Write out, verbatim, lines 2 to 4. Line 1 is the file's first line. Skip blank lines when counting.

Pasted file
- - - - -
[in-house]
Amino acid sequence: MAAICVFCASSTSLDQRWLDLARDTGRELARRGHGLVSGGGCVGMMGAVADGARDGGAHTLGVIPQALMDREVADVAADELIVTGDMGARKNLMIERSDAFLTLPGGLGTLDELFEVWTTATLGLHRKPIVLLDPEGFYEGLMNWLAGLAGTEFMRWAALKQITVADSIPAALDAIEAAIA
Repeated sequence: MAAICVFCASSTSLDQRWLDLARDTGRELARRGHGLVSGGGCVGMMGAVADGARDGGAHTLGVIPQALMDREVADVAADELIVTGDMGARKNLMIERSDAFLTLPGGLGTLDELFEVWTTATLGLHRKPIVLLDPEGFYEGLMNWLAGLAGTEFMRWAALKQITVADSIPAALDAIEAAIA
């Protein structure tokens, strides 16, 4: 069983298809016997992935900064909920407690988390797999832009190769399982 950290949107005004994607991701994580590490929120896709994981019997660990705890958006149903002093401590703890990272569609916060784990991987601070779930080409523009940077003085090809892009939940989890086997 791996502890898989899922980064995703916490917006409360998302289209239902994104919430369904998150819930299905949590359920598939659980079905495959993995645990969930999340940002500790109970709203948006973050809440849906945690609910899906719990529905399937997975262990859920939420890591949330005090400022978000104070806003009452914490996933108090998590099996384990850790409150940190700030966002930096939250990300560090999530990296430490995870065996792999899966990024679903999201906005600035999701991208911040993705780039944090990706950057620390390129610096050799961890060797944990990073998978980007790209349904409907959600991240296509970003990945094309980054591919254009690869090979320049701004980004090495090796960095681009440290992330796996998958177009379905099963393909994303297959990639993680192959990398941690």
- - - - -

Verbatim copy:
Amino acid sequence: MAAICVFCASSTSLDQRWLDLARDTGRELARRGHGLVSGGGCVGMMGAVADGARDGGAHTLGVIPQALMDREVADVAADELIVTGDMGARKNLMIERSDAFLTLPGGLGTLDELFEVWTTATLGLHRKPIVLLDPEGFYEGLMNWLAGLAGTEFMRWAALKQITVADSIPAALDAIEAAIA
Repeated sequence: MAAICVFCASSTSLDQRWLDLARDTGRELARRGHGLVSGGGCVGMMGAVADGARDGGAHTLGVIPQALMDREVADVAADELIVTGDMGARKNLMIERSDAFLTLPGGLGTLDELFEVWTTATLGLHRKPIVLLDPEGFYEGLMNWLAGLAGTEFMRWAALKQITVADSIPAALDAIEAAIA
């Protein structure tokens, strides 16, 4: 069983298809016997992935900064909920407690988390797999832009190769399982 950290949107005004994607991701994580590490929120896709994981019997660990705890958006149903002093401590703890990272569609916060784990991987601070779930080409523009940077003085090809892009939940989890086997 791996502890898989899922980064995703916490917006409360998302289209239902994104919430369904998150819930299905949590359920598939659980079905495959993995645990969930999340940002500790109970709203948006973050809440849906945690609910899906719990529905399937997975262990859920939420890591949330005090400022978000104070806003009452914490996933108090998590099996384990850790409150940190700030966002930096939250990300560090999530990296430490995870065996792999899966990024679903999201906005600035999701991208911040993705780039944090990706950057620390390129610096050799961890060797944990990073998978980007790209349904409907959600991240296509970003990945094309980054591919254009690869090979320049701004980004090495090796960095681009440290992330796996998958177009379905099963393909994303297959990639993680192959990398941690």